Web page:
sixth option-

Davis - 4.82
Drabek - 5.13

One might argue similar potential as a prospect, they were similarly ranked in the minors, but Drabek has the edge in age (2 years) and Davis has the edge in not having the difficulties Drabek had in his first year. But taking the 2011 results as a reference, it's not crazy to suggest Drabek could rebound to the level Davis produced, if he were in the rotation.

Ultimately, I have no answer for Matt Moore if he pitches up to his press, but Price was every bit as highly regarded and he was just league average in his rookie year so it obviously can happen. Otherwise, where is this vast gap between the Rays staff and the Jays? I think it's quite overstated.
Jumping to the bullpen, let's look at the ERA and xFIP of the Rays' relievers who are still on the team:

Farnsworth - 2.18 / 3.23
Peralta - 2.93 / 3.88
Ramos - 3.92 / 4.85
Howell - 6.16 / 4.35
Gomes - 2.92 / 4.51
Russell - 3.03 / 5.50
McGee - 4.50 / 4.35

compared to:

Santos - 3.55 / 2.69
Cordero - 2.45 / 4.14
Oliver - 2.29 / 3.24
Frasor - 2.98 / 3.94
Janssen - 2.26 / 3.04
Villianueva - 4.04 / 4.48
Perez - 5.12 / 3.79

Acknowledging that McGee has the potential to get dramatically better, I still contend the latter set is superior to the former. And the idea that cumulatively they could match or exceed what the Rays got in relief last year is easy to accept.
Now the offense:

Catcher - the Rays are going with the 37 year old guy who's career OPS+ going into 2011 was 62. The Jays are going with the guy who, for all his offensive flaws, posted a 90 as a rookie (and who's not an "out of left field" fluke like Jaso was). I like our chances of getting better results in 2012, but on the point of whether this Jays team can do what the 2011 Rays did statistically, JP was way better than Shoppach was. Here's the collective line JP and Jeff have to best:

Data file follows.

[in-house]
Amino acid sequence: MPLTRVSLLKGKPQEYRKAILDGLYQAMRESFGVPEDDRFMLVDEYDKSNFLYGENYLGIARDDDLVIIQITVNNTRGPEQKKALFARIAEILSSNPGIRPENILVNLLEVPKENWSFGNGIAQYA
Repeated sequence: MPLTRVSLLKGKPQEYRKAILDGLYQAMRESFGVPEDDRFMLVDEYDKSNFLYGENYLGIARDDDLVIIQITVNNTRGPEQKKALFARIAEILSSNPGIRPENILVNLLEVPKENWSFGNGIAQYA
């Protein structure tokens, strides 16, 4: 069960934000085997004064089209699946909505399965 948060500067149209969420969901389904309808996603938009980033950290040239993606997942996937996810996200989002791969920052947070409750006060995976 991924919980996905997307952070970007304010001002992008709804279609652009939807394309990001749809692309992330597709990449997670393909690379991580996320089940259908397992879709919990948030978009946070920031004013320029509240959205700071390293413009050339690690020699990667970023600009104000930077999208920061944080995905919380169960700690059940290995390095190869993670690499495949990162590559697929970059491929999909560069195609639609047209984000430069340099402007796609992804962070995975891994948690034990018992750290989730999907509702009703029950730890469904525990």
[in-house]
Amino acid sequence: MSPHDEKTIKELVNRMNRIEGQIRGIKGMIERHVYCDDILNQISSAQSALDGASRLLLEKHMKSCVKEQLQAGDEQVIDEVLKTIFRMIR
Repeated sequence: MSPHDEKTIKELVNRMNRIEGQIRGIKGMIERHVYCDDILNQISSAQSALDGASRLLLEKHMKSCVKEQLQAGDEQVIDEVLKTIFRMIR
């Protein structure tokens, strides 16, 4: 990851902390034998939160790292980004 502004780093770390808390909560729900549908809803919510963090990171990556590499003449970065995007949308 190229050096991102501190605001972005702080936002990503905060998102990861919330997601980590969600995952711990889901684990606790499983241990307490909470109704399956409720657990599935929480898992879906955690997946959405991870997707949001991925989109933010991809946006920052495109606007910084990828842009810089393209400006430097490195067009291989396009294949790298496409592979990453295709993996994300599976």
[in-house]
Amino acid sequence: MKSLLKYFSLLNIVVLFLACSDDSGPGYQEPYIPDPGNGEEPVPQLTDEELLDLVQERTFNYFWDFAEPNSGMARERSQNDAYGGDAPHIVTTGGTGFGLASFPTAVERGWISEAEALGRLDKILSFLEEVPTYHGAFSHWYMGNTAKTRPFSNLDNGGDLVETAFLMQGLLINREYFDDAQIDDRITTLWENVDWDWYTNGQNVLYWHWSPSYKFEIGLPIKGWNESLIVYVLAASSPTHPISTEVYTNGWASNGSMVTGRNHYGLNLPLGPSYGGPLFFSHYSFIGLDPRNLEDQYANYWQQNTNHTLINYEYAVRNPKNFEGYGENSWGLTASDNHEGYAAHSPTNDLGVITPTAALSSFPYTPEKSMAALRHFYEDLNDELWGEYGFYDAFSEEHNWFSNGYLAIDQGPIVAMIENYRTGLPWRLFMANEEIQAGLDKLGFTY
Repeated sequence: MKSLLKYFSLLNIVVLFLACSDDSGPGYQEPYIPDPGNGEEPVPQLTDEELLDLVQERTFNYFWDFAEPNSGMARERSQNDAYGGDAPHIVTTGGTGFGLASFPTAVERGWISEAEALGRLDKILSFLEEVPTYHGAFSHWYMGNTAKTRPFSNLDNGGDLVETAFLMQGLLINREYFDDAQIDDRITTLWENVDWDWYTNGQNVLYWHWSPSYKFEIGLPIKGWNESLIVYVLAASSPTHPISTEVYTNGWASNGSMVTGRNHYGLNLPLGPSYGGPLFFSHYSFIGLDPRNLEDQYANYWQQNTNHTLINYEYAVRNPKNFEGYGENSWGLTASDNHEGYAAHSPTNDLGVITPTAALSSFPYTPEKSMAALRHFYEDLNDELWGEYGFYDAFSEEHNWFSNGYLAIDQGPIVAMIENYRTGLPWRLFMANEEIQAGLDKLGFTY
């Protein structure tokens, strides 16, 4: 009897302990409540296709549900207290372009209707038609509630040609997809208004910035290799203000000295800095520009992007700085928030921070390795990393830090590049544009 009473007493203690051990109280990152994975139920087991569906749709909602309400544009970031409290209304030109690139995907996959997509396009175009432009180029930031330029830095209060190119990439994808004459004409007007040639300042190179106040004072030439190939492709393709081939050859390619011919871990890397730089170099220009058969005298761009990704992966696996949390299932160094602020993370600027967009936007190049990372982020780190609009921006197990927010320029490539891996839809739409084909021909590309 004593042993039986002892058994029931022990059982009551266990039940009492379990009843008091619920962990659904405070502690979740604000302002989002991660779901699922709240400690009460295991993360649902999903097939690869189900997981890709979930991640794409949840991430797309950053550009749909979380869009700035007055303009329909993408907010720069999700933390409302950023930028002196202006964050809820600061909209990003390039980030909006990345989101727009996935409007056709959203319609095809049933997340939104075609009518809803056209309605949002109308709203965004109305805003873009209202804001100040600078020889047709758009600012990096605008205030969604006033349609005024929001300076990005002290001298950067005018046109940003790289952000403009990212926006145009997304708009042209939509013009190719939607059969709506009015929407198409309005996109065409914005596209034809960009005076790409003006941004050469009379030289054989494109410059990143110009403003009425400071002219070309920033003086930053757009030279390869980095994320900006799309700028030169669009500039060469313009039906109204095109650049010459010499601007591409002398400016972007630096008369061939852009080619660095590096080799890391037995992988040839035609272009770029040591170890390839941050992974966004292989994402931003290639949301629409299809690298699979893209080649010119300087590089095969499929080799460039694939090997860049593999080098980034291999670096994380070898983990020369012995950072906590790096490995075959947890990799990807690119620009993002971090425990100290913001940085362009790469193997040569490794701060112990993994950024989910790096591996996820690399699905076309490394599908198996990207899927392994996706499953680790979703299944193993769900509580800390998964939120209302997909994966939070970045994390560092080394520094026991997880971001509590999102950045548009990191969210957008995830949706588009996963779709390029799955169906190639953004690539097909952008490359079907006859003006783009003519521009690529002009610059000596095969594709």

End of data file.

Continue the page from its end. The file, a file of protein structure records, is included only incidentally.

.194 - .274 - .333 - .607 - I'm going to say that's in the bag.

First - Adam Lind brings a 106 into the season, which seems short of matching Kotchman's 128 last year. Except when you consider that Kotchman brought a career mark of 91 into last season. CAN Lind throw up an OPS better than .800 this year? Sure he can. Will he? Who the heck knows. Here's the cumulative like for 1B for the '11 Rays:

.288 - .357 - .388 - .745 - Move 50 points from OBP to SLG (I know that the higher math says one is more important than the other) and there is no reason at all Lind can't be expected to do that well, and likely better.

Second Base - Ben Zobrist put up a 132 last year, which is better than Johnson's career mark. I'm not going to pretend Johnson can do anything like that this year. However, Zobrist wasn't the only fellow playing 2B. Sean Rodriguez spent some time there too, and that drug the cumulative line down to something more reasonable:

.262 - .343 - .451 - .793 - now go look at Kelly Johnson's career line.

Shortstop - the combination of Ried Brignac (abysmal) and Sean Rodriguez (average) fell far short of what Yunel can reasonably be expected to do. In fact, the combined offense of TB shortstops in '11 is a line John McDonald could challenge:

.193 - .256 - .282 - .539